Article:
The CSS background-image property as an anti-pattern

Andrew Welch:

There are some seri­ous down­sides to using the CSS background-image prop­er­ty, and more impor­tant­ly, we have bet­ter ways to imple­ment images in our browsers today. Time is now to ditch background-image from your toolset and use <picture> tag instead.

Old way:

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<div style="background-image: url('/some/man-with-a-dog.jpg'); 
            background-size: cover;">
</div>

New Way:

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<picture>
  <img src="/some/man-with-a-dog.jpg"
       alt="Man with a dog"
       style="object-fit: cover;" />
</picture>

Unraveling the JPEG

This article is about how to decode a JPEG image. In other words, it’s about what it takes to convert the compressed data stored on your computer to the image that appears on the screen. It’s worth learning about not just because it’s important to understand the technology we all use everyday, but also because, as we unravel the layers of compression, we learn a bit about perception and vision, and about what details our eyes are most sensitive to.

Accessible Icon Buttons

Sara Soueidan:

If your button isn’t supposed to visually contain any text, you can still provide the text inside the <button> so that it’s picked up and used by screen readers, while hiding it visually using CSS.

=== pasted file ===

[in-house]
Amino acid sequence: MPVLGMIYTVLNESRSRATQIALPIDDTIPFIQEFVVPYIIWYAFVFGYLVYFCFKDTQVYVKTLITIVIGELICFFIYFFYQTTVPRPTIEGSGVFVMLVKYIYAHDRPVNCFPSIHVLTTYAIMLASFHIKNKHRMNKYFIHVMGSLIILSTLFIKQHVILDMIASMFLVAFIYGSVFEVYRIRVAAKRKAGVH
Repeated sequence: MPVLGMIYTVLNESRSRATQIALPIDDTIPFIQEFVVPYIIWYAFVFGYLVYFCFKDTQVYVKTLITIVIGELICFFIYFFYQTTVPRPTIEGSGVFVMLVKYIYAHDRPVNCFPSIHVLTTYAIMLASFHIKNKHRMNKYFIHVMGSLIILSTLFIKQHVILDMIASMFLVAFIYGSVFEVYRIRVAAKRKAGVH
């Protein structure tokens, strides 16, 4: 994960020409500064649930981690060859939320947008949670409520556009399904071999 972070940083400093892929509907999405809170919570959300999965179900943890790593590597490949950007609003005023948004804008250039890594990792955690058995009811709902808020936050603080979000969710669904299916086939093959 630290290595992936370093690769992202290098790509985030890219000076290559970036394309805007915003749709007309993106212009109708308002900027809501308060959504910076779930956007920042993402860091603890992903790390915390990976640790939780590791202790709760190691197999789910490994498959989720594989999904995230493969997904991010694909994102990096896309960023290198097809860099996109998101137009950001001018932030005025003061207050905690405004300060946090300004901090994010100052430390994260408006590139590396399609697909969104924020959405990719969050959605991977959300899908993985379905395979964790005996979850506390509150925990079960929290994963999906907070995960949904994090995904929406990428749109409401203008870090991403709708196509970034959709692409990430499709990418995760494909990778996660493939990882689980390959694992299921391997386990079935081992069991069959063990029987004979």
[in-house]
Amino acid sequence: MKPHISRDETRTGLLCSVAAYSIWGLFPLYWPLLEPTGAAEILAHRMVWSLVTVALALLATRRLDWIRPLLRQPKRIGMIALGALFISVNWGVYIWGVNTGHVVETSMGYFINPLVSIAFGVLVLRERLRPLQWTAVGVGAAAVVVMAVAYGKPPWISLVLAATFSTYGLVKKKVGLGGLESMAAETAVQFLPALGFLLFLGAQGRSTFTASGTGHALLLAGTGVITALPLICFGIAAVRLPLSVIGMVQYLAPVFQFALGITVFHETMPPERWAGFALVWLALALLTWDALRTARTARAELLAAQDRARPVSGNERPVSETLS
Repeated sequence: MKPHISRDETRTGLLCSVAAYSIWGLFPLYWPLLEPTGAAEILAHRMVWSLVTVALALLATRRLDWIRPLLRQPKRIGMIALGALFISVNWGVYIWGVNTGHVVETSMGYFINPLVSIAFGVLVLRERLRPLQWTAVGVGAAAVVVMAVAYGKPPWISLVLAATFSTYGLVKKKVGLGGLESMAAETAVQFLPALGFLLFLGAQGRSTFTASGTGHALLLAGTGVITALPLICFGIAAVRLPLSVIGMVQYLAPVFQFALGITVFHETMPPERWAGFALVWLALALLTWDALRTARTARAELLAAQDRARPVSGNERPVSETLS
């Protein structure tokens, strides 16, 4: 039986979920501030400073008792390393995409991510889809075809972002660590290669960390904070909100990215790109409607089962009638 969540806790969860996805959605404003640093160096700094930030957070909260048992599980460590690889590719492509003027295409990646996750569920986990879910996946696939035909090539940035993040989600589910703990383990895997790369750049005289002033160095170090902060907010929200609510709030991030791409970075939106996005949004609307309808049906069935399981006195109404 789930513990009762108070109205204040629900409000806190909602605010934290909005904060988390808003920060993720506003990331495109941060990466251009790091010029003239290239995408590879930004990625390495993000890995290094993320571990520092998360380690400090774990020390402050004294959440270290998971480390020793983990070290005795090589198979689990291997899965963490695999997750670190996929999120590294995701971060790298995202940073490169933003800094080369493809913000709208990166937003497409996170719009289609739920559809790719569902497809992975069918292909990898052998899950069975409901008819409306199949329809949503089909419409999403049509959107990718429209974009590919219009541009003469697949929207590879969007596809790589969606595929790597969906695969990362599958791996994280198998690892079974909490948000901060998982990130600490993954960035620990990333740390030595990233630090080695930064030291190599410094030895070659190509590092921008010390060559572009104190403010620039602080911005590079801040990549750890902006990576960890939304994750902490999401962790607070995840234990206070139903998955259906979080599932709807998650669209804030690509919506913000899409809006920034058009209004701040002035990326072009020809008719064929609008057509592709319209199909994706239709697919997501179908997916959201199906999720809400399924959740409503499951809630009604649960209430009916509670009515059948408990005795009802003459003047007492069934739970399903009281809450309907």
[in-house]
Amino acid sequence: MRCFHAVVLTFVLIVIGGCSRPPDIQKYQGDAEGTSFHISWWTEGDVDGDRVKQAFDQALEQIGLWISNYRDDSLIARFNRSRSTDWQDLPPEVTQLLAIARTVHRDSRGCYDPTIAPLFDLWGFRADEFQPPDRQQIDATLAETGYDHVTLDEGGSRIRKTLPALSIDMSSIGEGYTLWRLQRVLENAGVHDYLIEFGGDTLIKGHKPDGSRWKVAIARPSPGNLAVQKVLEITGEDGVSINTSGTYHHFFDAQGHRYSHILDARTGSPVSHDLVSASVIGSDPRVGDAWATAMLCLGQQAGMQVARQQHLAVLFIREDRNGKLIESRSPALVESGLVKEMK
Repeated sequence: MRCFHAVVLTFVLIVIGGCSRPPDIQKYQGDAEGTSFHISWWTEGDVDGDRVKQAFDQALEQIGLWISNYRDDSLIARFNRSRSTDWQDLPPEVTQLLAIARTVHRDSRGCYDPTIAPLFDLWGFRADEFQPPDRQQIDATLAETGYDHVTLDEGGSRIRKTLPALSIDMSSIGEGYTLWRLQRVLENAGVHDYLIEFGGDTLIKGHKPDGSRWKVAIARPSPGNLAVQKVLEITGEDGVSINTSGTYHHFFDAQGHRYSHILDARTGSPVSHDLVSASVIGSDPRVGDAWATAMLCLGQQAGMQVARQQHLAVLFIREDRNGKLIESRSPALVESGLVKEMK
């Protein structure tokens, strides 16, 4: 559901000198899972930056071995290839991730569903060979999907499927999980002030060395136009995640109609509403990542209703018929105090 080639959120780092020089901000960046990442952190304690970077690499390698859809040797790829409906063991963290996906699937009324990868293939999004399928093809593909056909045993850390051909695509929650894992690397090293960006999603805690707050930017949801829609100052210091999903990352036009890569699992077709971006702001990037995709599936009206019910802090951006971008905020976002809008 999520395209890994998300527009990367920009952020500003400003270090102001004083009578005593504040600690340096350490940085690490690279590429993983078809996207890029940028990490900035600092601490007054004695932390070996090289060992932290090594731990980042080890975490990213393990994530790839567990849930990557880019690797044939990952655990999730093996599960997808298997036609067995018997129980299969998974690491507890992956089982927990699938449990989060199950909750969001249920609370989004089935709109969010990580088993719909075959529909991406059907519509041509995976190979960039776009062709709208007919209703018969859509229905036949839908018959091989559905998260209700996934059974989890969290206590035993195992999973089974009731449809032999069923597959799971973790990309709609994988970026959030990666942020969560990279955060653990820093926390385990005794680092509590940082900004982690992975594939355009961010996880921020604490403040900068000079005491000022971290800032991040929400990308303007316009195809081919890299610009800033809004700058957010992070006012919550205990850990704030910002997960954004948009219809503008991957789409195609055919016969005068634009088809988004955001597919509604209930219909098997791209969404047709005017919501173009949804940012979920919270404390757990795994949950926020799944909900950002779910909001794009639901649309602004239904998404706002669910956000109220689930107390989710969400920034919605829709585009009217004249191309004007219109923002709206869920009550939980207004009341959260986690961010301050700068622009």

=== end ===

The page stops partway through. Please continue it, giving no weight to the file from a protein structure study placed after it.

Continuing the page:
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<button>
   <svg viewBox="0 0 32 32" width="32px" height="32px" 
           aria-hidden="true" focusable="false">
        <!-- svg content -->
    </svg>
    <span class="sr-only">Menu</span>
</button>
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/* 
 * Utility class to hide content visually while keeping it screen reader-accessible.
 * Source: https://www.scottohara.me/blog/2017/04/14/inclusively-hidden.html 
 */

.sr-only:not(:focus):not(:active) {
  clip: rect(0 0 0 0); 
  clip-path: inset(100%);
  height: 1px;
  overflow: hidden;
  position: absolute;
  white-space: nowrap; 
  width: 1px;
}